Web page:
Narrative tests are lousy unit tests
I want to stop people abusing Python's doctest format. Many
of the tests I've seen written as doctest files would have been better off as
files. I'm going to try explain why. I have many gripes about how people use
doctests, but probably the biggest is that narrative tests are lousy unit
Narratives tell a story. Something happens, then another thing, and another
thing, one after the other, in sequence. Earlier events influence later ones
as the story gradually assembles a complete picture. Humans like stories, our
brains are used to telling them and receiving them.
Technical documentation is often written with a narrative. Tutorials are an
obvious case, but not the only one. A guide to an API may show a series of
different examples, each contrasting with the others in ways that explain to the
reader what they need to understand.
Automated tests can have narratives too, of course. A narrative test is
quite easy to write: write some code that does something (and check the
result), then do something else (and check that result), and so on until you've
done (and checked) everything you want to do (and check). Doctests make this
particularly easy. Here's a toy example of a doctest:
Instantiate a Frobber.
>>> frobber = Frobber()
Now frob it.
It can't be frobbed twice.
Traceback (most recent call last):
Narrative tests can be good acceptance tests. An acceptance test often
takes the form of a story; an example might be “an unlogged in user visits a
web page. They click a particular link that needs a logged in user, so they
get taken to a login screen. The user has no account yet, so they walk through
the account creation wizard. Once the wizard is completed, the account is
created and they logged in, and they are taken to the link they originally
So, having shown how they are easy to write, and appropriate for some tests,
I'll now explain why narratives make lousy unit tests.
A typical unit test has four phases:
Or phrase it the way Behaviour-driven
Development people might, each unit test says: “Given situation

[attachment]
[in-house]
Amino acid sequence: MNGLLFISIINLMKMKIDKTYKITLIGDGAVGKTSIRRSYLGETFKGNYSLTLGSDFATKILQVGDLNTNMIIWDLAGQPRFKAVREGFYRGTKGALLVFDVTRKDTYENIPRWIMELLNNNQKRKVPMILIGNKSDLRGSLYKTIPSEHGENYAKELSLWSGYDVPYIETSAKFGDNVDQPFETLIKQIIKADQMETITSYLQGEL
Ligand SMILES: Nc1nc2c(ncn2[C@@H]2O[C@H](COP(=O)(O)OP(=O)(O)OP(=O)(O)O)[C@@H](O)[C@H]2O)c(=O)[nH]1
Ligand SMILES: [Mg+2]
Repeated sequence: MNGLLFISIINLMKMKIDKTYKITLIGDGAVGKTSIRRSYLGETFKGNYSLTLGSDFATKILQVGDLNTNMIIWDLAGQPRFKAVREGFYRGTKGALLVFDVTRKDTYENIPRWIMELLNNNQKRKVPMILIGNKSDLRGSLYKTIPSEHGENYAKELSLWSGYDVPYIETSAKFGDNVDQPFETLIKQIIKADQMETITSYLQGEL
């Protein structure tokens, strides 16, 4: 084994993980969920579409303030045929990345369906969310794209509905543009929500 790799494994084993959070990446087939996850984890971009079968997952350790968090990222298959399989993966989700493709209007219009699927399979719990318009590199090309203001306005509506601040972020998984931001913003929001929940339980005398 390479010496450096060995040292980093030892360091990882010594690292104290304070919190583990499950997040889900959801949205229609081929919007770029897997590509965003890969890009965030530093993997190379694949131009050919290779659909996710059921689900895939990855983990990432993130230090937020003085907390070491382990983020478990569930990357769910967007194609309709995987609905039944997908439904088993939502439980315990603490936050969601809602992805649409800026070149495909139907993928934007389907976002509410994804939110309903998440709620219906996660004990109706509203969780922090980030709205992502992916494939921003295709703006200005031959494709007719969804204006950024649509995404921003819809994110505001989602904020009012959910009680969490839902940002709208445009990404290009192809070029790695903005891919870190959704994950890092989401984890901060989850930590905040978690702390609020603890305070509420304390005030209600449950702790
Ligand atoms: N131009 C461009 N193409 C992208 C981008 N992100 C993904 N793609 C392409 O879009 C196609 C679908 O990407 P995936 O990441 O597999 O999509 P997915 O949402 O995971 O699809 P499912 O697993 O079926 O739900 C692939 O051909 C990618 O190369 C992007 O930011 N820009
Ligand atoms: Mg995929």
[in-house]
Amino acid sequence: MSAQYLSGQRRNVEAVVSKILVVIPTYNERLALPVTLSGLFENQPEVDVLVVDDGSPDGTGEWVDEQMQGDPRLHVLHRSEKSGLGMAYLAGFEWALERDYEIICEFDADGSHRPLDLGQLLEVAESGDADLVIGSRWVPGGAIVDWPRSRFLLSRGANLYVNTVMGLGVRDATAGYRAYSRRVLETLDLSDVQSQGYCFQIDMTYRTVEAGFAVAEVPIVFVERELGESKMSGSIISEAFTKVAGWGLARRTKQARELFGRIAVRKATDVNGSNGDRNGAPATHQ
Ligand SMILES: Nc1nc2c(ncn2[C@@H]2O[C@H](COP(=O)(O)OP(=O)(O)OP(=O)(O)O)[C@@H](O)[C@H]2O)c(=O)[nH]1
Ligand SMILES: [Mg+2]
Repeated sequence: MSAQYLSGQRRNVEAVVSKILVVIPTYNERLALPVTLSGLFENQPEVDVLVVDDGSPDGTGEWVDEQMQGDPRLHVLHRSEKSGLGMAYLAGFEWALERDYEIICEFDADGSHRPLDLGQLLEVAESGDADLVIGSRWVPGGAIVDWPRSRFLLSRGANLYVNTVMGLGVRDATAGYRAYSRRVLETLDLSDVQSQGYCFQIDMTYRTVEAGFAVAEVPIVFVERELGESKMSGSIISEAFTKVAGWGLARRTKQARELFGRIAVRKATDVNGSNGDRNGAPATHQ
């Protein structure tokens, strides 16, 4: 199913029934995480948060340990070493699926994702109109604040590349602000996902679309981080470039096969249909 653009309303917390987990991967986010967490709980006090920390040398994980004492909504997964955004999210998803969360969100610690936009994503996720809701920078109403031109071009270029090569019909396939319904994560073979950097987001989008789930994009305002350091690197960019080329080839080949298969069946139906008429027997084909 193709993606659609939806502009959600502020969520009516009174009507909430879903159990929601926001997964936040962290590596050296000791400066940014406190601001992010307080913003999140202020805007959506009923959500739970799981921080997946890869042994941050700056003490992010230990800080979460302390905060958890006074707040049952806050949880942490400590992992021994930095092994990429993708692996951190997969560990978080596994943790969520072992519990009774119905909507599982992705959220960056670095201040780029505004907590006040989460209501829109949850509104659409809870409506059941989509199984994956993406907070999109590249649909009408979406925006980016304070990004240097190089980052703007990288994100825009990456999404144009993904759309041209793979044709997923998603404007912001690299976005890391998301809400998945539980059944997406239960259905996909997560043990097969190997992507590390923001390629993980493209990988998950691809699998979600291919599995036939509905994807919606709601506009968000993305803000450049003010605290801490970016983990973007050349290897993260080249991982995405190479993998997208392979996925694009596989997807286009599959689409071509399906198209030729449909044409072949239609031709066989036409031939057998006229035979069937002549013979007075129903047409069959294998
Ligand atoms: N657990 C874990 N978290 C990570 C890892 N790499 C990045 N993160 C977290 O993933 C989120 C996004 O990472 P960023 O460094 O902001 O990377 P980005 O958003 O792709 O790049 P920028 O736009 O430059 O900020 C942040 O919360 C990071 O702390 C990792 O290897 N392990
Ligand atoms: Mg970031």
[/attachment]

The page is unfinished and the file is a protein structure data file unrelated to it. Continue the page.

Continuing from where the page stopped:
X, when I do Y, then Z happens.”
- Set up a fixture
- Interact with the system-under-test
- Verify the outcome
- Tear down the fixture
Good unit tests are small and specific: they will test just one condition
per test method, i.e. the X and the Y will be as minimal as
reasonably possible. There's considerable benefit to this style:
- Every individual test has a name. I can refer to a
failing test precisely by name when communicating with my fellow
developers. I can communicate the name to the test runner too: when I am
trying to focus on just one problem, it's extremely useful to be able to
easily and precisely specify the subset of the full suite I want to run,
down to just one test if necessary. I can even jump straight to a test
method definition with ctags.
Compare that with doctests, where you have to say things like “about line
300 of foo-bar.txt” or “Just after where it says ...”. That's awkward and
imprecise, especially when developers are often looking at slightly
different versions of the same file.
- Specific tests give clearer failures, and are easier to
debug. Good unit tests keep the context of the test fairly
minimal (Meszaros' xUnit Test Patterns book explicitly describes
“General Fixture” as a cause of the “Obscure Test”). Narratives inherently
accumulate context with every line, whether it's relevant to anything else
or not. You have to be aware of everything that happened earlier in the
story to understand and debug a failure (and if this isn't the case, then
what's the point in having a narrative?). Unit tests also tend to generate
more relevant failures, because only tests that are actually affected by
the problem fail, rather than everything after line 100 because that's
where the first failure was (and if you suppress the secondary failures,
you may be suppressing interesting ones along with the irrelevant
- Specific, narrow tests are better at communicating intent and
ensuring converage. If each test is there to verify
just one condition, then you can't accidentally lose test coverage just by
“tidying” the code (automated coverage analysis tools won't necessarily
notice either; there's more to coverage than just tracking lines executed).
If you have long, rambling tests, there's a tendency to have a bunch of
stuff that's exercised only implicitly, as a side-effect of doing it all in
one big eager
narrative... so changes to that narrative can easily lose that
coverage. Simple, specific code is easier to maintain than single a
meandering story that tries to hit as many cases as possible. Make
single-condition unit tests an explicit part of your coding standard!
So that's why I think narrative tests are poor unit tests. And I think unit
tests ought to be the bulk of most automated test suites.
See also Tests are code, doctests
, October 2008